Over the past decade, cringe comedian Nathan Fielder has satirized the “reality television” formula to hilarious heights of absurdism. From pitching outlandish business ideas to struggling companies on his heralded Comedy Central series Nathan For You, to his production work on the observational docuseries How To With John Wilson – Fielder has an uncanny knack for using a facade of deadpan obliviousness and awkward insecurity to expose the sorts of behavioral quirks and the unsightly warts of the self that people try to hide. In many ways, Fielder’s outrageous stunts and surreal comedy does a better job of helping us understand the modern human condition than the contrived set-ups of actual reality TV.
Likewise, his latest show, The Rehearsal, is yet another masterpiece of meticulous planning spiraling into spontaneous chaos that seeks to uncover the root of people’s (and Nathan’s own) anxieties through the guise of helping strangers. The Rehearsal, like all of Fielder’s work, is not quite what it seems at first. Described as a series about “the lengths one man will go to reduce the uncertainties of everyday life” – this brilliant six-part HBO docu-comedy follows Fielder as he attempts to help random people via strategic partnerships. Rather than functioning as a weirdo business consultant, he’s now more akin to a life coach, striving to prepare his subjects for uncomfortable confrontations – as well as their sought-after professional, marital, and parental futures – by staging elaborate rehearsals.
The supposed goal of the show is to help real people prepare for difficult conversations or big life changes by putting them through a practice session with actors posing as loved ones, friends, and bystanders. In the pilot episode “Orange Juice, No Pulp,” a geeky New Yorker wishes to confess to a prickly member of his bar trivia team that he doesn’t have an advanced degree. Seems simple enough. But in Fielder’s hands, this scenario necessitates, among other things, the literal construction of a bar identical to the one he frequents in Brooklyn, housed in a warehouse and populated by background actors who’ve been directed by Nathan to agonize over their own motivations. This is even before his client is forced to go through variations of the evening multiple times in order to be prepared for any possible scenario.
In another episode, Angela, a 44-year-old living in Oregon, participates in the show’s most elaborate and ludicrous rehearsal. To help her decide whether or not to have children, Fielder concocts a plan that will allow Angela to simulate raising a son from birth to his 18th birthday over the course of just two months by using child actors. Each week, this kid – dubbed Adam – ages three years. Adding to the chaos is Oregon’s labor laws which state that people under 18 only be allowed to work for four hours. Which means Fielder and his team have to swap out Adams throughout the day. As they try to do it without disrupting the flow of a so-called “normal” day, it leads to hilarious moments like a staffer rushing up to substitute one Adam in a car seat with another while Angela is busy putting groceries in the car. The plight of Angela and her motherhood rehearsal takes up the bulk of The Rehearsal’s first season, even as Fielder spins off to deal with other clients and endeavors like hosting a class for potential rehearsal actors.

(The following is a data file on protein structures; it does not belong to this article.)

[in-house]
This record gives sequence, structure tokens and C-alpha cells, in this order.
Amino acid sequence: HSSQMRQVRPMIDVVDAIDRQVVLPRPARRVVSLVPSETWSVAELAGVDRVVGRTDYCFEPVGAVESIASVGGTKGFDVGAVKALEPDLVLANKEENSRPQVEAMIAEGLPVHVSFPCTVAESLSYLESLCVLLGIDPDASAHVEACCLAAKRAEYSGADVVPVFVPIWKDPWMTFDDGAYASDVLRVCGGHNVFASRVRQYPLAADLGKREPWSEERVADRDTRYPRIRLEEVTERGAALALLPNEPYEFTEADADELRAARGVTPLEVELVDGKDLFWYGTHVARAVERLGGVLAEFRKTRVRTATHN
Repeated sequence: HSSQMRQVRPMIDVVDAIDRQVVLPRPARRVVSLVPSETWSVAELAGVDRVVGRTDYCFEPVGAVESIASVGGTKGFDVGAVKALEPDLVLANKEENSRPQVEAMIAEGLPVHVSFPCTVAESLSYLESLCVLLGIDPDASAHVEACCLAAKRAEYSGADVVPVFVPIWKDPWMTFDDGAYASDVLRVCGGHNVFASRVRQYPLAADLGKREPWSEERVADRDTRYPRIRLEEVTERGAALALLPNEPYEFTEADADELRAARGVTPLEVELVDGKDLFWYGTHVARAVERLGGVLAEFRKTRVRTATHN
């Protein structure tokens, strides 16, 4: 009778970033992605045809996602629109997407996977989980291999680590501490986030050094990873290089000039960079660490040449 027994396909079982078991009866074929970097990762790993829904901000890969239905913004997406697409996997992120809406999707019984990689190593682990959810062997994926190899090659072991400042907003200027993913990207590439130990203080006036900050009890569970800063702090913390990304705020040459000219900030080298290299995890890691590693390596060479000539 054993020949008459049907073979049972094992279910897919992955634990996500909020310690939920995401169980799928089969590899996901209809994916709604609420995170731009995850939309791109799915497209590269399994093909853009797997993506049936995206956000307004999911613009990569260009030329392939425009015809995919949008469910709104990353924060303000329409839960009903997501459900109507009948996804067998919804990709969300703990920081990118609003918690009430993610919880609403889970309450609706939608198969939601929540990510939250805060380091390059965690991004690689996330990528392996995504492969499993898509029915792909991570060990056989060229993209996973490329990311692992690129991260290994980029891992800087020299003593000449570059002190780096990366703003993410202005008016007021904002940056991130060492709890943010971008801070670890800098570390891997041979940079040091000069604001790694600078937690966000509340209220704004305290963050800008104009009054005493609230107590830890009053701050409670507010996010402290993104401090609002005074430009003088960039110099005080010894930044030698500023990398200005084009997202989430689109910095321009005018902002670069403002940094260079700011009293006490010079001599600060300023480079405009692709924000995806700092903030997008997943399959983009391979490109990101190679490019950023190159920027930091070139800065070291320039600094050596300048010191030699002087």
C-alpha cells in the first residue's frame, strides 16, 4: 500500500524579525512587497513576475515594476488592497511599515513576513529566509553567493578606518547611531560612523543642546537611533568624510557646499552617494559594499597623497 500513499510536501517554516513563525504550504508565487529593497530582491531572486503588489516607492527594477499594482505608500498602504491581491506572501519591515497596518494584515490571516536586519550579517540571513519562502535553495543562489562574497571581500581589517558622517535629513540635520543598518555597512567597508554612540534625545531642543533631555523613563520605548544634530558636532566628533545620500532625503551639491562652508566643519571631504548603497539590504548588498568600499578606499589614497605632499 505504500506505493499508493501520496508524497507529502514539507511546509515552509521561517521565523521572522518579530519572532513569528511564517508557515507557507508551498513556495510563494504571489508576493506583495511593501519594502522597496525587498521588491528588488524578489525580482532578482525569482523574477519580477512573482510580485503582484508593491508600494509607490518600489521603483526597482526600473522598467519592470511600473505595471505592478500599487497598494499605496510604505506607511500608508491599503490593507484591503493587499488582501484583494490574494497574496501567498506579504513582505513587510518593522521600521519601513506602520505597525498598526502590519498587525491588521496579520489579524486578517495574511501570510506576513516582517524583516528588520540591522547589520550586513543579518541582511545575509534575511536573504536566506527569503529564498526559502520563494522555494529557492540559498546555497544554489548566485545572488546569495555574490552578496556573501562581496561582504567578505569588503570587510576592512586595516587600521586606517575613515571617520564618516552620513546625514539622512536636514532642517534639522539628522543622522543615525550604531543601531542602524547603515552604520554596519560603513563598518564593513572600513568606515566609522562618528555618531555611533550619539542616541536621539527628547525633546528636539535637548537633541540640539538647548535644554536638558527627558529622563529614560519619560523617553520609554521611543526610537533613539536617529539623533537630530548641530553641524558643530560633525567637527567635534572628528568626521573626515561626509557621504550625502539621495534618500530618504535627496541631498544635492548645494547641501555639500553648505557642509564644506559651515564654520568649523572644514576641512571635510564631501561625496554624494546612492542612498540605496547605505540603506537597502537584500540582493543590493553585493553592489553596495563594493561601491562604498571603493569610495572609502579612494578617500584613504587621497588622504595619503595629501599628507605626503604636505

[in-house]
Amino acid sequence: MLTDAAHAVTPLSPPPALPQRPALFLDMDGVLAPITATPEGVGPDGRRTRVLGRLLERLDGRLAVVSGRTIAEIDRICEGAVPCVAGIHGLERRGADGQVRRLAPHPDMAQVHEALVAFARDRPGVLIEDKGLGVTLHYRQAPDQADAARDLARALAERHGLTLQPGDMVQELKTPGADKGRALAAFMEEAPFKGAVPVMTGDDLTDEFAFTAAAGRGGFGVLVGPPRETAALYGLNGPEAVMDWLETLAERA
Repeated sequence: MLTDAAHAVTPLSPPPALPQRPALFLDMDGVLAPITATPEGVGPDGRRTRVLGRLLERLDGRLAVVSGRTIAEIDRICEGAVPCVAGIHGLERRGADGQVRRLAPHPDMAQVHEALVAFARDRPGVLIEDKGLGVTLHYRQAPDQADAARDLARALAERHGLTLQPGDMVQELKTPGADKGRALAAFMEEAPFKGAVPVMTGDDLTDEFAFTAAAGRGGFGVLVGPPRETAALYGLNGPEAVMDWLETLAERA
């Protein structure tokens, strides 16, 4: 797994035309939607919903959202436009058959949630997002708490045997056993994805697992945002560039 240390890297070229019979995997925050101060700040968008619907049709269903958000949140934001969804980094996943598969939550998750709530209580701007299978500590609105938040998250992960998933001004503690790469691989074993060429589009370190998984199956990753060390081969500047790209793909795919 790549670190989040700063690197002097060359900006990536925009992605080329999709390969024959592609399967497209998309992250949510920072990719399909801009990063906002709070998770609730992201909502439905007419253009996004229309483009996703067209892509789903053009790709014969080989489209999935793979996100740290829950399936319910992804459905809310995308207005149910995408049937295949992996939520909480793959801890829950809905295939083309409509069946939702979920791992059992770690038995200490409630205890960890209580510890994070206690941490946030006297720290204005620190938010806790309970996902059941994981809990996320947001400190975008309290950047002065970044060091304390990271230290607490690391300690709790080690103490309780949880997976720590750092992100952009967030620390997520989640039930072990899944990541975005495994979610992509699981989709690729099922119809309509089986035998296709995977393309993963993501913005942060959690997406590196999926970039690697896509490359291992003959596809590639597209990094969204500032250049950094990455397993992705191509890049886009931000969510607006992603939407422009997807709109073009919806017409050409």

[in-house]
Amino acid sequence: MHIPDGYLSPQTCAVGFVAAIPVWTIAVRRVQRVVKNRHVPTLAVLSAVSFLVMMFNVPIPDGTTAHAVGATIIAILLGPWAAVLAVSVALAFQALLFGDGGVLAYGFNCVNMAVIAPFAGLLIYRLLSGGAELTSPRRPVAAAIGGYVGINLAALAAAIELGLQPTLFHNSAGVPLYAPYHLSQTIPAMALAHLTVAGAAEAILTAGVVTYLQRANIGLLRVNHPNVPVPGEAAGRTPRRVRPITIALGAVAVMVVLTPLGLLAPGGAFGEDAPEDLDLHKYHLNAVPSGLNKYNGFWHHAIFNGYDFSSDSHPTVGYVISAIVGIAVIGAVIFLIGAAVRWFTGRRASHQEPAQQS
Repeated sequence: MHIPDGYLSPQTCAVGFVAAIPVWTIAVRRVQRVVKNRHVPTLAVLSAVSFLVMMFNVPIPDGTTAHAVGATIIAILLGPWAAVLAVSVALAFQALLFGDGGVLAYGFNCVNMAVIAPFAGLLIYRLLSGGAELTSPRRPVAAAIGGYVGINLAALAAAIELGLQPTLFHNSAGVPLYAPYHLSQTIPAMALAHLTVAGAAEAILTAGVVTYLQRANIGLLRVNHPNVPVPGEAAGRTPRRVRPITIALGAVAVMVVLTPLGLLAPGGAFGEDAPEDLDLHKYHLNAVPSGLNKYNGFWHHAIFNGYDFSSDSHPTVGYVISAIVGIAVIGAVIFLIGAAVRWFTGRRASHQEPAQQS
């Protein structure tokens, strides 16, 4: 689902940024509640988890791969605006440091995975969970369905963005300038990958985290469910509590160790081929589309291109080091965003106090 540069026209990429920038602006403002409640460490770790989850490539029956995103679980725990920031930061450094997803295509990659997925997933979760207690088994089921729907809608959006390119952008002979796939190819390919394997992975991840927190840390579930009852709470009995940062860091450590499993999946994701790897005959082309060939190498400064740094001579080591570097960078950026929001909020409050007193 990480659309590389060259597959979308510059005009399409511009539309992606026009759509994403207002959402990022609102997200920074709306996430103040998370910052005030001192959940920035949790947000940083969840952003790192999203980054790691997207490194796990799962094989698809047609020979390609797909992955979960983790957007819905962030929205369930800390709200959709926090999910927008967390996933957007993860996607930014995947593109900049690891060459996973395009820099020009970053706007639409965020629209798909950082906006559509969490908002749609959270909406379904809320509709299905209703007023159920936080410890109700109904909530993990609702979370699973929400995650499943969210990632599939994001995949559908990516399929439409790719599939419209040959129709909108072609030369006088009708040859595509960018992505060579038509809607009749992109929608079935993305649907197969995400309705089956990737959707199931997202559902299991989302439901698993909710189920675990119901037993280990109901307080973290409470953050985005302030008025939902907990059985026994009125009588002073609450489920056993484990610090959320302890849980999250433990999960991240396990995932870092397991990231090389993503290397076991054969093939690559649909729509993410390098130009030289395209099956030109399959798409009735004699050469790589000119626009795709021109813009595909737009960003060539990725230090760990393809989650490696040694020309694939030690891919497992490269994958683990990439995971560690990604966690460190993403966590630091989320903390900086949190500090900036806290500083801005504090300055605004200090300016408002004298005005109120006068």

What arises from these scenarios are some of the most mind-bending madness ever seen on television – think a non-fiction version of Synecdoche, New York in which Fielder and his crew plunge down a hallucinatory rabbit hole of mimicry until the lines between the real and the unreal hopelessly blur. Fielder fundamentally wants to understand others and, through them, himself. That impulse drives The Rehearsal, whose nominal aim is to empower individuals by so expertly predicting upcoming situations and dynamics that they can confidently ace tomorrow’s big moments. It’s a stab at using rigorous training to eliminate the element of chance in day-to-day experiences, and it turns out to be even wilder and more amusing than it sounds.
The show’s modus operandi involves not only devising bizarre scenarios but then doubling and tripling down on them until it’s hard to remember what the starting point even was. Fielder explores hopes and fears by deep-diving into a vortex of artificial impersonation where life’s performative aspects are highlighted, its reactive possibilities are examined, and its uncertainties are challenged – all in an effort to eliminate the anxiety and pain that comes from dealing with circumstances out of one’s control. At the same time, Fielder, who is playing a needy and insecure version of himself, becomes as much a part of the rehearsals as the folks he is supposedly assisting, and uses these interactions to reflect on his existential woes.
By the time its first season concludes, The Rehearsal has transformed into a sprawling, multifaceted inquiry into the highly particular questions and concerns that spawned it in the first place. The show is like a magic trick orchestrated by an eccentric nebbish who’s convinced that, with just a little bit more practice, he can perfect the myriad interactions and unforeseen events that dominate and define our realities. There aren’t many comedy shows that take such ludicrous chances and ask such heady questions that The Rehearsal does. Nor are they lucky enough to be led by someone like Fielder, a comic visionary who has, once again, turned a parody of reality TV into a brilliant dissection of human nature.
The Rehearsal airs on HBO starting Friday, July 15th.